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Columns

  • Work of Art - Please don’t tell me yet

    “I don’t wanna hear it!”         

    Usually we hear that refusal when 1) the utterer of the admonition believes, “Don’t confuse me with the facts; my mind is made up.”
    We also hear it in the context of refusing to hear the bad news: a firing, a loss of a game or an announcement that follows, “Hey Dad, you remember that can of paint on the shelf by the car in the garage?”

  • Editor's Note - A letters ‘explainer’

    This is what people in the news business call an “explainer” piece, where I offer up insights about how letters to the editor get published here at the Optic. Whether you’re a letter writer or simply a letter reader, hopefully you’ll find this informative.

    I have the privilege of handling the letters sent in for publication. In a typical week, I get a steady flow of letters, mostly by e-mail, a few typed up and dropped off or mailed in, and one or two a week sent in someone’s handwriting.

  • Nuestra Historia - Democrats swept on eve of statehood

    Public corruption is nothing new to New Mexico, and on the eve of statehood, the seemingly invincible Republican Party suffered a humiliating defeat amid a cloud of misconduct surrounding its candidate for governor.

  • Work of Art - Eggs-actly right

    “Cáscara or piñon?” That was the choice my oldest sister Dolores offered us in our youth, as the aroma of our mother’s homemade bread wafted through the kitchen.

    Bread was a Saturday staple in Mom’s kitchen, and those first in line got the choice pickings. Let’s define a few terms first:

  • Work of Art - Highlands’ big event

    Volunteerism is alive and well in Las Vegas. Just ask Sharon Caballero.
    Several months ago, she set out to create a celebration of Jim Fries’ five years as president of Highlands University. A former Highlands president herself who now runs the university’s foundation, she saw it as an opportunity to celebrate a lot of accomplishments under Fries and to raise money for a good and timely cause — scholarships.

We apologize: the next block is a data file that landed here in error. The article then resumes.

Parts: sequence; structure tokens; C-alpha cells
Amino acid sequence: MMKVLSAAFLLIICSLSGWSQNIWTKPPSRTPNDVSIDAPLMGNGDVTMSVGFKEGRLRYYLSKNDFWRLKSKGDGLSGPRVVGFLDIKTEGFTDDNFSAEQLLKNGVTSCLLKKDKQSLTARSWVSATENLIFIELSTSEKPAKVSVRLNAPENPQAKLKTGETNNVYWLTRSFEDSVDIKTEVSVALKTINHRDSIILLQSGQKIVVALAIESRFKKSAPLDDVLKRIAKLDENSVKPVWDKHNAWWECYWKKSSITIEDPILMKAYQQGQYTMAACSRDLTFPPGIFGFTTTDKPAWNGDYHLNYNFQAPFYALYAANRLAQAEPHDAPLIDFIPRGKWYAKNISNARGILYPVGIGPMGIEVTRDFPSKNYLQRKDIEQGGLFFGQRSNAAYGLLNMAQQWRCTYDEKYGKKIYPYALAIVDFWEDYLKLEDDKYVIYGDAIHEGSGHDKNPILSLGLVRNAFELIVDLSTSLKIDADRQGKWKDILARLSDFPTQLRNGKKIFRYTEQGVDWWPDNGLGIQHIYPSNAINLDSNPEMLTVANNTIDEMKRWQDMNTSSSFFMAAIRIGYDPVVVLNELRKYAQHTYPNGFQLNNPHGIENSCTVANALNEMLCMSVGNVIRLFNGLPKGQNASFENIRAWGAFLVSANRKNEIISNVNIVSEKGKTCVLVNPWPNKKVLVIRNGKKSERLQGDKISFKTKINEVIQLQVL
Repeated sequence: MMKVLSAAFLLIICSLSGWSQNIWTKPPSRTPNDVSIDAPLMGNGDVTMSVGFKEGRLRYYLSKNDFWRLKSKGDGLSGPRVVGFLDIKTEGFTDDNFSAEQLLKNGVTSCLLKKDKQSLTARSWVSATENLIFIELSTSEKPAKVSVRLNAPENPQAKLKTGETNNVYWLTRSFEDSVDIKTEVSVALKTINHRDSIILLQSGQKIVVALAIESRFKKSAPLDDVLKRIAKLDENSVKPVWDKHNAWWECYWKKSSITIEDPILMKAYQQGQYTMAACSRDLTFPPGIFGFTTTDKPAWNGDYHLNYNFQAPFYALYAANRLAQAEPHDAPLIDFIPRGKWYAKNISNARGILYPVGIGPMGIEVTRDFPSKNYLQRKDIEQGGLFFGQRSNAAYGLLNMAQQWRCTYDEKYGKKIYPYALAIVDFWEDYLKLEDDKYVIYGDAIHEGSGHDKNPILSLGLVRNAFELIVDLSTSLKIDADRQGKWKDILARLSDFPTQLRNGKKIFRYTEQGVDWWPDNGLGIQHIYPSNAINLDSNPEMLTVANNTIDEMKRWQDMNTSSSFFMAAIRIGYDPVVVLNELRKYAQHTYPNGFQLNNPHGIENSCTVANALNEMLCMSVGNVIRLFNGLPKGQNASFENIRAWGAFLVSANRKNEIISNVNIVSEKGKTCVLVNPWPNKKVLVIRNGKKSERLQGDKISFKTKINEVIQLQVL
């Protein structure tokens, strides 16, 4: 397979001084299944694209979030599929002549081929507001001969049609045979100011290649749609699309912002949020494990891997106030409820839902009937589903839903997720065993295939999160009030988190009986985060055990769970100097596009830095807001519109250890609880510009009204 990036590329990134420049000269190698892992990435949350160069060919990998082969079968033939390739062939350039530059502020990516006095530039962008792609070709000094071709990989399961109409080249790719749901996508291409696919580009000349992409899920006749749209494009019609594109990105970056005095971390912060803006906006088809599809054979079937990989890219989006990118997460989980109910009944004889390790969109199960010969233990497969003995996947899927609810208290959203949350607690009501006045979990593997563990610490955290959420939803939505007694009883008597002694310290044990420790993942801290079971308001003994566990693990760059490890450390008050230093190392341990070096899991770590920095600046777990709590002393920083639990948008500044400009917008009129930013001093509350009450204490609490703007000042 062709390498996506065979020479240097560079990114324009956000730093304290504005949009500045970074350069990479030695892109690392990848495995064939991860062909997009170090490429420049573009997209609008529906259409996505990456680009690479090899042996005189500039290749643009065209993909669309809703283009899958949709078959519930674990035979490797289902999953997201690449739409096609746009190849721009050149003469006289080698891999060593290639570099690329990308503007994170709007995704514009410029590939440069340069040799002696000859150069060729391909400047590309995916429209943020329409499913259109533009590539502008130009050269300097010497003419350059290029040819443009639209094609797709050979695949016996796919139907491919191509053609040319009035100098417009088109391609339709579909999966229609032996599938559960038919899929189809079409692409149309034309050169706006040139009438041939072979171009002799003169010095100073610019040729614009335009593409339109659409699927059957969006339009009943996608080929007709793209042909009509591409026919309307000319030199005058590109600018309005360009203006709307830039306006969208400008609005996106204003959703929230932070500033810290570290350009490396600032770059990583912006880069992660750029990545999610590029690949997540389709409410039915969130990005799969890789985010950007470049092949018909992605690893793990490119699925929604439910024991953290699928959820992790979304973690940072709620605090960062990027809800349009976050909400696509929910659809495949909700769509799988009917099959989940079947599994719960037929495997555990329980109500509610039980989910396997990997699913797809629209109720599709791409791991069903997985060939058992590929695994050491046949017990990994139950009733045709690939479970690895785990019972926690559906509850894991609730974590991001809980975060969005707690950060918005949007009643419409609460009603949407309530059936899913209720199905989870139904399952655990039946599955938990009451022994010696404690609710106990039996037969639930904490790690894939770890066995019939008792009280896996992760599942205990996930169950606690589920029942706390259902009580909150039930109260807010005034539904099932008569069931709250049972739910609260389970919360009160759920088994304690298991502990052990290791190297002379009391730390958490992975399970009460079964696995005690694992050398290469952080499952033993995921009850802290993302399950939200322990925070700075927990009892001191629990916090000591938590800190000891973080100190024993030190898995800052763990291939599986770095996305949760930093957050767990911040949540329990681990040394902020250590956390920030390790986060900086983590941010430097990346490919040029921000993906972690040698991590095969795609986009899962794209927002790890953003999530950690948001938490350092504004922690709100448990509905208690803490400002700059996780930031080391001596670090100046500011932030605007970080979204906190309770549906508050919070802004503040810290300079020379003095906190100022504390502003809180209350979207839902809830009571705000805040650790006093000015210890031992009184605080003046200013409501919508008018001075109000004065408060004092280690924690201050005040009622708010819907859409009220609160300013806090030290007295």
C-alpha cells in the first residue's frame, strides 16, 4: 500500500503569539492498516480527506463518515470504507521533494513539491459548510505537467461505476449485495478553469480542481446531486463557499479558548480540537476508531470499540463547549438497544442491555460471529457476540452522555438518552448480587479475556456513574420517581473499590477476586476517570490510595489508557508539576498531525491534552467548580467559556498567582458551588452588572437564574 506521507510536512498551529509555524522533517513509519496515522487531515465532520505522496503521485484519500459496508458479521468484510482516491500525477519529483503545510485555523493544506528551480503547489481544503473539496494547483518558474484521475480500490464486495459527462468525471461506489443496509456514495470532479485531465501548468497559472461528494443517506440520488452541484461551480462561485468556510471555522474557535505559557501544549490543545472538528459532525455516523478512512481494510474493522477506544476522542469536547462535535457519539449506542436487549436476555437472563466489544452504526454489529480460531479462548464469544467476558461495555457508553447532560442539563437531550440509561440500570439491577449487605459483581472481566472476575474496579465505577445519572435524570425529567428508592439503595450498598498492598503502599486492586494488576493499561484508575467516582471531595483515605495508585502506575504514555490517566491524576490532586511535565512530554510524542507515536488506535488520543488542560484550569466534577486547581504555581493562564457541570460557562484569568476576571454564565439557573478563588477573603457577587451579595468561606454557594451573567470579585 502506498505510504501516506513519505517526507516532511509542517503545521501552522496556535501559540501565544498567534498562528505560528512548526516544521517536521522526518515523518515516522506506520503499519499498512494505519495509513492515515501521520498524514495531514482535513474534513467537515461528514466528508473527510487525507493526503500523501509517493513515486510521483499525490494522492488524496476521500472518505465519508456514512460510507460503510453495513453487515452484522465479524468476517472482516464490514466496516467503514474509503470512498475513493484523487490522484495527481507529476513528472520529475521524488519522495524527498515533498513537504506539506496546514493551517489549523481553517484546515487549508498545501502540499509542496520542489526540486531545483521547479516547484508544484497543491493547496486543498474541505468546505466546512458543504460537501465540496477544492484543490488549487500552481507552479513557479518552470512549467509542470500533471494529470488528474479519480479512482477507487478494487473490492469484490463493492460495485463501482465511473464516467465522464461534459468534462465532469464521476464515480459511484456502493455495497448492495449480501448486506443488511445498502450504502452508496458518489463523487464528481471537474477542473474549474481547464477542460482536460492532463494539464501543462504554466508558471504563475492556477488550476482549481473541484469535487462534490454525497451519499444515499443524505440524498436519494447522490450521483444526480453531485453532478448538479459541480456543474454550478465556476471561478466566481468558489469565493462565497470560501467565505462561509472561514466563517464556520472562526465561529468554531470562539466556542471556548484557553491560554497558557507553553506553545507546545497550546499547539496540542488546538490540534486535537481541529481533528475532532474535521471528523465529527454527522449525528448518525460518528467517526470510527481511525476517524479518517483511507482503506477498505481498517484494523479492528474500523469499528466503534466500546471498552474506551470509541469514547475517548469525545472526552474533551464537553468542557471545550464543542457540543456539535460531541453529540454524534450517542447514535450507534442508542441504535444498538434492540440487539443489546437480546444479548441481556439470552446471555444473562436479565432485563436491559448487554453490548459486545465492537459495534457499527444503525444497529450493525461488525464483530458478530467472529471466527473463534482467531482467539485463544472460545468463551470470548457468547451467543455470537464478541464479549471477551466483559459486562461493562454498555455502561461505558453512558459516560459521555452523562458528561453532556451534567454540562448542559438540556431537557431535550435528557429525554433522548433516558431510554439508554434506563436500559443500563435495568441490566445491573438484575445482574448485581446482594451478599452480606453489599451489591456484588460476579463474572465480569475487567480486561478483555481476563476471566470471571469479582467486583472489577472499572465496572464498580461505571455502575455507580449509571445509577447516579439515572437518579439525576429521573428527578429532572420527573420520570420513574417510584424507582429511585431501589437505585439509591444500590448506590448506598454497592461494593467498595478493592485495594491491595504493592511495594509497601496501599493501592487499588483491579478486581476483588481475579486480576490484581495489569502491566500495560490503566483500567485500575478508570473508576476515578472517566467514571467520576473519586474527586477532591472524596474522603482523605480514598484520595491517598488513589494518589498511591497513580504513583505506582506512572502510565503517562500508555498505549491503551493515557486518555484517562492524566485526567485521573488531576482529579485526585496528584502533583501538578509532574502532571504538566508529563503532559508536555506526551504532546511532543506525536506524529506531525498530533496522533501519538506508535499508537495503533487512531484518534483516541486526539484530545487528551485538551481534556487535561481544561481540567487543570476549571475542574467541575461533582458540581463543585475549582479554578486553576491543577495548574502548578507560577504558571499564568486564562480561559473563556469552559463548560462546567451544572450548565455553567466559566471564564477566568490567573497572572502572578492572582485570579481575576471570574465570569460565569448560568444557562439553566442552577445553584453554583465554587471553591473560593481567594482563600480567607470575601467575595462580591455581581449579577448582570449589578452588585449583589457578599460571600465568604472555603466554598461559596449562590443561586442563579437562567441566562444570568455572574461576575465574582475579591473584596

• Dulcey Amargo - Stewed, blued and a bit unglued

    I’m sitting  around, stewing in the “melting pot” mockery that has a big, rusty patch on its underside and is ready to spew out all the mush held inside.

    Yes, I know, as former language instructor and especially as a trained technical writer, I should know better than to mix metaphors as I’ve done in the opening sentence and stick to writing clearly, accurately, and to the point. Sometimes, though, one can flout convention to make that point.

  • Nuestra Historia - Constitution approved; first election set

    On Jan. 21, 1911, the people of New Mexico went to the polls to approve the constitution which would make statehood a reality — and despite attempts in Washington over the years to change the ancient and venerable name, the first words of the new constitution proudly declared: “The name of this state is New Mexico.”

  • Work of Art - Got a Magic Marker?

    Several months back, around the time Highlands University developed its own license plate, I jumped in line for one of the lower numbers.

    Sharon Caballero, in charge of selling the new tags, called me when someone cancelled an order, and I was able to draw HU00011. A second plate, HU00211, which fits my second car, I got directly from the local motor vehicle department, unaware that Highlands had a stash of the lower-numbered plates.

    Not bad! The lower number makes me feel oh so important; the higher number, 211, reminds me I ought to weigh a lot less than that.

  • Editor's Note - Witching for water

    I first heard about them in the Appalachia Mountain region of Eastern Kentucky — “diviners” they were called there. And last week, one of them — a native of Trujillo who now lives in Las Vegas, came to see me.

    Salvadore Higgins said he’s been “witching” for water since the late 1970s. His ability to find underground water veins by walking around with a wire in his hand must be a God-given talent, he said. And, indeed, there is no conclusive scientific explanation for what he does.

  • Nuestra Historia

    By Jesus Lopez

    They remain among the most passionate and inspiring words penned by our founders in 1910, and they are virtually set in stone: “Children of Spanish descent shall never be denied the right of admission in the public schools, and shall never be classed in separate schools, but shall forever enjoy perfect equality.”